V.             Material

BOSSCHE, Peter van den. BOSSCHE, Peter Van den. The Law and Policy of the World Trade Organization – Text, Cases and Materials. New York: Cambridge University Press, 2006.

CELLI JR., Umberto. Comércio de Serviços na OMC: Liberalização, Condições e Desafios. Curitiba: Juruá, 2009.

CELLI JR., Umberto. Os acordos de serviços (GATS) e de investimentos (TRIM) na OMC: Espaço para políticas de desenvolvimento. Available at: http://www.usp.br/prolam/downloads/gats.pdf

CELLI Junior, Umberto. Comércio de Serviços na OMC. Curitiba: Juruá, 2010.

GATS – Facts and Fictions. Available at: http://www.wto.org/english/tratop_e/serv_e/gatsfacts1004_e.pdf . Access on March-30-2014.

GATS 2000: Environmental Services. Communication from the European Communities and Their Members States, S/CSS/W/38. (22 December 2000).

GRANZIERA, Maria Luiza Machado. Direito Ambiental, 3a ed. São Paulo: Atlas, 2014.

Guide to the GATS: An overview of issues for further liberalization of trade in services/ edited by WTO Secretariat. The Netherlands: Kluwer Law International, 2000.

KRAJEWSKI, Markus. National Regulation and Trade Liberalization in Services: the legal impact of the GATS on National Regulatory Autonomy. Haia, London and New York: Kluwe Law International, 2003.

MEIRELLES, Hely Lopes. Direito Administrativo Brasileiro. 39. ed. São Paulo: Malheiros, 2013.

MELLO,  Celso Antônio Bandeira de. Curso de Direito Administrativo. 30a Ed. São Paulo: Malheiros, 2013,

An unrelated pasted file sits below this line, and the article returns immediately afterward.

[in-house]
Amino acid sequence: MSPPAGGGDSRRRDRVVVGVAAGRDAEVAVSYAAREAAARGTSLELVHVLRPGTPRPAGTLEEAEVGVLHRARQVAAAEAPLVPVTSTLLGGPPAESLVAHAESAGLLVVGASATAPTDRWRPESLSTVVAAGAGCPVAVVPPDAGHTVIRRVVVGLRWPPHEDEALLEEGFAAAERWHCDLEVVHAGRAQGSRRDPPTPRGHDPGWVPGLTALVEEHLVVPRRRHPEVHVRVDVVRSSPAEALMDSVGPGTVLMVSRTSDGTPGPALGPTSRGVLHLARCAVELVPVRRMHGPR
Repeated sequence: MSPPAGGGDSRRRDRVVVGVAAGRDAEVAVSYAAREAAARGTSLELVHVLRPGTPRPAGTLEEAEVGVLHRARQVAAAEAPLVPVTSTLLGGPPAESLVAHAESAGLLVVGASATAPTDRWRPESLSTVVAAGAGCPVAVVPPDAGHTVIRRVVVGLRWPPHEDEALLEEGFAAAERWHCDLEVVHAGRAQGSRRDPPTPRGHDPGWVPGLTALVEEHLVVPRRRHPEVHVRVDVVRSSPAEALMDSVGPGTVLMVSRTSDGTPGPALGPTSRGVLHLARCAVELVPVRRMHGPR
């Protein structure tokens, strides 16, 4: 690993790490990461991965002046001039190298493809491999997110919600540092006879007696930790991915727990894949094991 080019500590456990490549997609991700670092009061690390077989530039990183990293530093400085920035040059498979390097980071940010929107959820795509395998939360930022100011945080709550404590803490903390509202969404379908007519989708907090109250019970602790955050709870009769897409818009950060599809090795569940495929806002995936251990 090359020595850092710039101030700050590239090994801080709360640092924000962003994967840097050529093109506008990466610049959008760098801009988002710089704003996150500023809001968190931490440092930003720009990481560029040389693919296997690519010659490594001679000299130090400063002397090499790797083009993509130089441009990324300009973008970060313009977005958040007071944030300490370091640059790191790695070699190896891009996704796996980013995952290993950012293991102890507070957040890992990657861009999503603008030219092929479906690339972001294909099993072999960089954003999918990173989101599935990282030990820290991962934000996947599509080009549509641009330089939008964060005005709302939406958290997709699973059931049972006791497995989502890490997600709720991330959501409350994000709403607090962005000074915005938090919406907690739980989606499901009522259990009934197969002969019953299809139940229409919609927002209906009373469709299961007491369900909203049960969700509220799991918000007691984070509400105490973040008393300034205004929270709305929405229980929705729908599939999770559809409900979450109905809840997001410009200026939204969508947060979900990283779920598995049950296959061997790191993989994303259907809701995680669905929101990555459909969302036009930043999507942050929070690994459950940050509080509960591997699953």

PUPO, Rodrigo Luís. Acordo Geral sobre o Comércio de Serviços – GATS. In: CELLI Junior, Umberto.Comércio de Serviços na OMC. Curitiba: Juruá, 2010.

SALOMÃO, Calixto (coord.) Regulação e Desenvolvimento. São Paulo: Malheiros, 2002,

Summary of the EC's Initial Requests to Third Countries in the GATS Negotiations. Available at:  http://trade.ec.europa.eu/doclib/docs/2004/april/tradoc_116821.pdf.  

TÜRK, Elisabeth and KRAJEWSKI, Markus. The right to water and trade in services: Assessing the impact of GATS negotiations on water regulation.  Paper presenter at the CAT+E Conference “Moving forward from Cancún”. Berlin, 30-31 October 2003.

 

[1] S/CSS/W/38. COMMUNICATION FROM THE EUROPEAN COMMUNITIES AND THEIR MEMBER STATES1/2

GATS 2000: Environmental Services.

[2]Original: se determinada atividade econômica é serviço publico, deve ser objeto de uma regulação que aponte de forma inequívoca para sua universalização.

[3] In metropolitan areas, established by the State, there is a discussion whether the sanitation services belong to the municipality, the state, or both.

[4] GATS – Facts and Fictions.  Available at: http://www.wto.org/english/tratop_e/serv_e/gats_factfiction1_e.htm. Access on March 25.

[5]{C} Apellate Body Report. EC – Bananas III. Para 220.

[6] GATS – Facts and Fictions. Available at: http://www.wto.org/english/tratop_e/serv_e/gatsfacts1004_e.pdf . Access on March-30-2014.

[7] Ibidem.

[8]{C} Environmental Services. Available at: http://www.wto.org/english/tratop_e/serv_e/environment_e/environment_e.htm.  Access on March 30th.

[9] Summary of the EC's Initial Requests to Third Countries in the GATS Negotiations. Available at:  http://trade.ec.europa.eu/doclib/docs/2004/april/tradoc_116821.pdf.